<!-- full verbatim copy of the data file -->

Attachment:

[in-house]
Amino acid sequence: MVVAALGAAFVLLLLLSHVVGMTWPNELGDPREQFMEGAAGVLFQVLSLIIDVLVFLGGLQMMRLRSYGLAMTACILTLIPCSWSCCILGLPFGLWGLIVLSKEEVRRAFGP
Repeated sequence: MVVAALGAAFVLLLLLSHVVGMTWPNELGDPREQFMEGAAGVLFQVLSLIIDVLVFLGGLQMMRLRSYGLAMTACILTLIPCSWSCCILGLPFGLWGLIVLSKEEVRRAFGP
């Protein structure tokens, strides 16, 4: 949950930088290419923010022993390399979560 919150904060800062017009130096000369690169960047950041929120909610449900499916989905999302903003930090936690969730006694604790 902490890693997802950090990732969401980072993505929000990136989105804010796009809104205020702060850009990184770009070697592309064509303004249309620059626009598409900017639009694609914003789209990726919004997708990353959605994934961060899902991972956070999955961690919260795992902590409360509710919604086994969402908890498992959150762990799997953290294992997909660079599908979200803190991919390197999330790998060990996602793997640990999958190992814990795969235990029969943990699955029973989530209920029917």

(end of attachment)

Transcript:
[in-house]
Amino acid sequence: MVVAALGAAFVLLLLLSHVVGMTWPNELGDPREQFMEGAAGVLFQVLSLIIDVLVFLGGLQMMRLRSYGLAMTACILTLIPCSWSCCILGLPFGLWGLIVLSKEEVRRAFGP
Repeated sequence: MVVAALGAAFVLLLLLSHVVGMTWPNELGDPREQFMEGAAGVLFQVLSLIIDVLVFLGGLQMMRLRSYGLAMTACILTLIPCSWSCCILGLPFGLWGLIVLSKEEVRRAFGP
């Protein structure tokens, strides 16, 4: 949950930088290419923010022993390399979560 919150904060800062017009130096000369690169960047950041929120909610449900499916989905999302903003930090936690969730006694604790 902490890693997802950090990732969401980072993505929000990136989105804010796009809104205020702060850009990184770009070697592309064509303004249309620059626009598409900017639009694609914003789209990726919004997708990353959605994934961060899902991972956070999955961690919260795992902590409360509710919604086994969402908890498992959150762990799997953290294992997909660079599908979200803190991919390197999330790998060990996602793997640990999958190992814990795969235990029969943990699955029973989530209920029917």